After about another 24-48 hours of negotiating with the hosting company, things will get worked out.  Of course, this is all on you if your client doesn’t speak English.  Most of the time the hosting company is ok dealing with the developer, sometimes you have to pretend to be the client.  I personally hate pretending to be anyone or anything, so I usually start off admitting to being the developer and then have to start an entirely new support ticket pretending to be the client if that doesn’t work.

I’ve been through this process with HostGator, GoDaddy, and a couple of others that I can’t think of off the top of my head.  I do want to point out that I just went through it for myself with A2 hosting for the first time.  After the interview with Ben Cool (Episode 38), I really wanted to give them a shot.  While I was flagged, which I do consider to be a reasonable security measure, I was done with the process in about 10 minutes as opposed to the 6-12 hours I’m accustomed to when going through the process myself (not the client).  So, although this is my first time using A2 and I’m not yet ready to give them my full blessing, they get kudos for their great support in getting through this process.

The Solution?

I have an idea in mind as a solution, but I want to fully test the theory before I write about it.  I’ll definetely come back and update this post when I figure out if this is going to work or not.  For now, if you have any other ideas, I’m listening.



The SEO Essentials

The SEO Essentials

OK, first off…

I know this isn’t an SEO super tutorial.  This article is titled “Essentials” for one reason, and one reason alone.  These are the things that are going to bite you in the tail later if you don’t get them right the first time.  Sure, you can go back and change it all once you’ve realized you screwed it up.  A few hours finding and adjusting photos, a few hours digging through your analytics, a few hours redirecting those bad links…

Look, this is for the beginner.   This is not the all encompassing tutorial.  What this is, is a quick tutorial that describes the difference between me saying “I’d love to help you” and “Yeah, I don’t think I have that kind of time.”  It’s that simple!  There are certain things that take a lot of boring time to fix that could have been easily done right from the beginning.  At the end of this tutorial, the beginner should be able to set up his site and posts with the necessary basic elements of SEO.

Looking at our statistics, I’d say that most of our readers are beyond this point.  That makes this very hard for me.  I’m writing this article for beginners on a website that doesn’t attract beginners.  Hey, you!  You experienced people!  Share this with the people who are following you if you think they could benefit from it.  This is the nuts and bolts of SEO.  Everyone needs to know this.  Just share this if you know someone who’s just getting into their first website!

So here we go, SEO issue

Number One: Permalinks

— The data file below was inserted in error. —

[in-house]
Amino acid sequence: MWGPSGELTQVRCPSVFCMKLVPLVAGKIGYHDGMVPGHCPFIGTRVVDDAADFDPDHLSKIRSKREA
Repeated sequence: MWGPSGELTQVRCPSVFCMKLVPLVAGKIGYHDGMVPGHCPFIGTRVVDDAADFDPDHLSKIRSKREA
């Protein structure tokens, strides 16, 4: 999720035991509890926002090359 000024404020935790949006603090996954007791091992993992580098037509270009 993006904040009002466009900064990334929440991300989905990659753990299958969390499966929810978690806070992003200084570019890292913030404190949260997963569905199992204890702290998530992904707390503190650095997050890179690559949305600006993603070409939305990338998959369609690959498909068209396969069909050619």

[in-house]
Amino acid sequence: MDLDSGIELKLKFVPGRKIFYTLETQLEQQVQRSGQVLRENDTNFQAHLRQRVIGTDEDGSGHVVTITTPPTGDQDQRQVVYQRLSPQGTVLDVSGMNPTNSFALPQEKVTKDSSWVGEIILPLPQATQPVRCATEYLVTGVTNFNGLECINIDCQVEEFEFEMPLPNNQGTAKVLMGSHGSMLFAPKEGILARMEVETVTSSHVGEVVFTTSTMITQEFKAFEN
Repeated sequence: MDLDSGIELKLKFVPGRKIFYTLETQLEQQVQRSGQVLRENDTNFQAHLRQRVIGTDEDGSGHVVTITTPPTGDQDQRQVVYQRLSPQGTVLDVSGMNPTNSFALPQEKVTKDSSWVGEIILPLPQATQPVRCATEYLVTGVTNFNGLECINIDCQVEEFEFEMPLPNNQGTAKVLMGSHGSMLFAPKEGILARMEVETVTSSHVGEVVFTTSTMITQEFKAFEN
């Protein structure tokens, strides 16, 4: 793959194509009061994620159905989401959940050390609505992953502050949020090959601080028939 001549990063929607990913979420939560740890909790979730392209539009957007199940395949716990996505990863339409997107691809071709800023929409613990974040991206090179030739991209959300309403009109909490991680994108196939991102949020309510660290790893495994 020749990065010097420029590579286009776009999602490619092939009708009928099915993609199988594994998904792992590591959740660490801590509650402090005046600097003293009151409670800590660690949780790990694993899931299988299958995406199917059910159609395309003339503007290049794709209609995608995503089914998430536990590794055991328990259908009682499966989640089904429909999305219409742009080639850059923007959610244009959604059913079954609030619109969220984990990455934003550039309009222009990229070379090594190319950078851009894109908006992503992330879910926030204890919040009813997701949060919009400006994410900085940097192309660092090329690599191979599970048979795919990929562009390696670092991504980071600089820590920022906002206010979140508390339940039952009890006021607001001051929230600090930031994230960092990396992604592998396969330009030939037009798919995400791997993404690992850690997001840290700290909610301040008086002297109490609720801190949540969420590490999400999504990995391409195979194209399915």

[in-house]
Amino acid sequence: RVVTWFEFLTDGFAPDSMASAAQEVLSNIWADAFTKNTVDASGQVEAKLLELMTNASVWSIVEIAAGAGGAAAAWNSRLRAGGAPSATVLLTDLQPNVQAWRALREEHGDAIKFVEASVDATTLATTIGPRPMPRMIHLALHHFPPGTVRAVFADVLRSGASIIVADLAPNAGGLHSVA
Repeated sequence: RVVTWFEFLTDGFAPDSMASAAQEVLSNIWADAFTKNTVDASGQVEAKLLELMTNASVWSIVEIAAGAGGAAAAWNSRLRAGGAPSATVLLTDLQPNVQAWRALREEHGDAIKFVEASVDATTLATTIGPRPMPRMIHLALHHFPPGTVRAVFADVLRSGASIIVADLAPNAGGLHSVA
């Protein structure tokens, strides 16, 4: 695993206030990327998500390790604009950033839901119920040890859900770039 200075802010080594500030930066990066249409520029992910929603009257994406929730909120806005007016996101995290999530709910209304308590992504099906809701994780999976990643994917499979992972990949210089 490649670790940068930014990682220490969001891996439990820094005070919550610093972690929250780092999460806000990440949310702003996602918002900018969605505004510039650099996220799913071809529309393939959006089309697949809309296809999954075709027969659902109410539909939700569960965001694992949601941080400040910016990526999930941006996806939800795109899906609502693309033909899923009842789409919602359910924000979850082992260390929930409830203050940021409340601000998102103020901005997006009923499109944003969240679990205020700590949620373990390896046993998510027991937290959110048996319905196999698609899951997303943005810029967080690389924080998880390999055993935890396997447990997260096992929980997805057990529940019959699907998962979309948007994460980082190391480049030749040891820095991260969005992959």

Simply hover over settings and find permalinks.  WordPress is famous for it’s simple, yet effective, permalinks.  Really, don’t mess with gold here.  Just select “month and name.”  Now, if you’re a WordPress guru, you’ll easily be able to see that WE, the WP Round Table, have selected “post name.”  The simple logic behind this was to force us to come up with creative titles.  When we realized that we had lots of fantastic guests willing to come on the show, that became irrelevant.

— Special shoutout to my co-host Kyle Maurer, who knows everybody who’s anybody in the WordPress community!—

That’s right, I said it!  Wanna fight about it!  If you don’t know Kyle Maurer, you’re nobody!

Moving on…

There may be occasions where another option is right, but 99% of the time “month and name” is the right option.  Just go with it.  It’s that simple.  You may have a valid reason for wanting to use just posts name, or one of the other options, but if you don’t have a really great reason, just go with month and post name.

Those Damned Photos!

For starters, I’m a Mac user.  I’ve written a tutorial on optimizing photos using a Mac.  You can view that article here.  There’s still some good info for you poor PC users, but it’s specifically for Mac users.  Essentially, you want to get your photos as small as you can in data size, not necessarily screen size.  For anyone who tinkers in photography, it can be easy to want that 15 Mega Pixel photo on your site. Believe me, when it comes to photos, we need to be talking in KBs not MBs.  There are ways to display your nice, big photos without harming your website, but they will require either a 3rd party tool or a super server.  I’ll probably never get into the super servers, but if you’d like to know more about how to integrate 3rd party tools, leave a comment.

Also, on the topic of photos, let’s discuss the titles and alt tags.  I’m asked about these often and they are important.  If you are using only a few photos per post, say one to three, then each one should be optimized.  If you are using more than that, make only the best few optimized.  The reason I don’t recommend optimizing too many is that you never know which one the search engines will show as the result.  I’ve got posts from my early days where I optimized all of my photos and some horrible shots are showing up in Google above great shots.  Don’t do this to yourself.  Pick the best two or three and give them optimized titles and alt tags using different variations of your long tail keyword/keyword phrase.  It’s also worth noting that it is best to change the file name on your computer before uploading the photo to WordPress.